Welfare in Canada, 2014
This report focuses on the incomes of four different households living on social assistance, commonly known as “welfare.” It is a continuation of the welfare incomes series published regularly by the former National Council of Welfare.
Total welfare incomes consist of the sum of two main components:
- social assistance
- provincial/territorial and federal child benefits as well as relevant provincial/territorial and federal tax credits.
Social assistance is the income program of last resort. It is intended for persons who have exhausted all other means of financial support. Every province and territory has its own social assistance program, so no two are exactly the same.
Each program has different administrative rules, eligibility criteria, benefit levels and provisions regarding special assistance. However, the basic structure of social assistance is much the same across the country, even though the specifics may vary.
The most common way of assessing the adequacy of any income program is to compare it to a recognized standard and then determine how far it diverts from that indicator. There is no single or commonly accepted baseline, but rather several measures that typically are used for comparative purposes. They fall into one of two groups: poverty measures and income measures.
Poverty measures are considered to be the baseline level below which households are deemed to live in poverty. Two poverty measures are employed in this report: low income cut-offs (LICOs) and the Market Basket Measure (MBM).
In 2014, welfare incomes for single employable households ranged from 38.2 percent of the after-tax poverty line in Manitoba to a ‘high’ of 64.7 percent in Newfoundland and Labrador. Most of the other jurisdictions cluster around the lower rate.
Welfare incomes for single persons with disabilities, while low, were slightly higher, ranging from 49.6 percent of the poverty line in Alberta to 69.9 percent in Ontario. Alberta provides a separate program (AISH, or Assured Income for the Severely Handicapped) for persons with disabilities, which pays higher rates than the standard welfare program. In 2014, incomes of single persons on AISH came to 96.5 percent of the after-tax LICO, far higher than the 49.6 percent for persons with disabilities on standard welfare. The Saskatchewan Assured Income for Disability (SAID) program also pays higher rates than the standard welfare program. For 2014, the income of single persons on SAID was 86.3 percent of the after-tax LICO, compared to 66.8 percent for those receiving Saskatchewan Assistance Plan benefits.
For single-parent households with one child age 2, welfare incomes represented 63.1 percent of the poverty line in Manitoba and a surprising 102.4 percent of the after-tax LICO in Newfoundland and Labrador. For two-parent families with two children ages 10 and 15, welfare incomes as a percentage of the poverty line ranged from 57.5 percent in British Columbia to 85.6 percent in Prince Edward Island.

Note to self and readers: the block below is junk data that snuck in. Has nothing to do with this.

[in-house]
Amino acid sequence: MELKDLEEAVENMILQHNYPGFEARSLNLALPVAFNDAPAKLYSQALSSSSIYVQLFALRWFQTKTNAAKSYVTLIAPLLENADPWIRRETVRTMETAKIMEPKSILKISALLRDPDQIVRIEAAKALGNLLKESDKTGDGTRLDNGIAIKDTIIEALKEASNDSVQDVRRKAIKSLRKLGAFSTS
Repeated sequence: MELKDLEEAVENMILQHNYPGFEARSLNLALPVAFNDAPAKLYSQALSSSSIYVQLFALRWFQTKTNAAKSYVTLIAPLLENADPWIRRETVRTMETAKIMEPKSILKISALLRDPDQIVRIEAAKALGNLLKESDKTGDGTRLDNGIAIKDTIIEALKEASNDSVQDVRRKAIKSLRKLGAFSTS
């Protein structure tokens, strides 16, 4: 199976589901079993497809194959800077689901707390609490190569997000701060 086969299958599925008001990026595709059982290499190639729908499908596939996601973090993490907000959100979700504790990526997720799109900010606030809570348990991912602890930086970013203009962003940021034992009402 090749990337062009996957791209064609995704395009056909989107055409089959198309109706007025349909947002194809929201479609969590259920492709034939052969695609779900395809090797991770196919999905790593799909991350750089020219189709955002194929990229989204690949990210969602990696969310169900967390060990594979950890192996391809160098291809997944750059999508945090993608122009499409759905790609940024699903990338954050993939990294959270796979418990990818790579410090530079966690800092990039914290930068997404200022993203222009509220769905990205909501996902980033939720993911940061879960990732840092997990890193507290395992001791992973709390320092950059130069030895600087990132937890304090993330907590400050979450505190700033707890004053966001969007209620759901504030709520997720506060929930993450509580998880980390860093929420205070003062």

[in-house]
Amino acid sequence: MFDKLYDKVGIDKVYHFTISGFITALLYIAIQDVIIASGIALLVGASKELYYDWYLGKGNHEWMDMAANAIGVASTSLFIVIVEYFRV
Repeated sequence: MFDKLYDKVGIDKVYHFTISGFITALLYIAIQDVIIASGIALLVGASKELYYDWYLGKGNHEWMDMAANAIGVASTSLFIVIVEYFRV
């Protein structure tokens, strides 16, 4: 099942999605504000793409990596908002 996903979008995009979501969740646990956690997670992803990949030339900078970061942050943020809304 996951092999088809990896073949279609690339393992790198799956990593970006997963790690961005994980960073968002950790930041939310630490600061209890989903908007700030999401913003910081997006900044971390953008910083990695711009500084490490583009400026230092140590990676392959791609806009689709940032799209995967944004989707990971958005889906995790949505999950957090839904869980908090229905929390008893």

The report also compares total welfare incomes in 2014 with the Market Basket Measure. As in the case of after-tax poverty lines, welfare incomes fall well below the designated baseline for all household types and in all jurisdictions, with the exception of persons on Alberta’s AISH program.
Income measures comprise the second group of comparators. This set of measures assesses the adequacy of welfare relative to the level of income of other households in the population. There are several different indicators that can be used for comparative purposes. Two have been selected for this analysis: after-tax average incomes and median incomes. For 2014, these data are drawn from the new Canadian Income Survey (CIS). Because the CIS uses a different methodology than the Survey of Labour and Income Dynamics (SLID), income data for 2014 cannot be compared to data for earlier years.
After-tax average incomes represent the amounts that households actually can use in their daily lives – their so-called ‘disposable income’ after they have paid federal and provincial/territorial income taxes. After-tax amounts represent a good basis for comparison to welfare, which is not subject to income taxation and is therefore effectively a de facto disposable income.
Welfare incomes for the four illustrative households typically ranged between 20 and 40 percent of after-tax average incomes. Only two approach 50 percent and both are for single parents. In Newfoundland and Labrador, welfare incomes represent 49.5 percent of average incomes and in New Brunswick they stand at 47.4 percent of average incomes. The figures tell a powerful story about the adequacy of welfare incomes relative to the after-tax average incomes of Canadians.
While the conclusions are basically the same when the welfare incomes are compared to after-tax median incomes – differences are typically only a few percentage points – the adequacy picture comes out only slightly better because of the different comparator base.
ISBN – 1-55382-656-6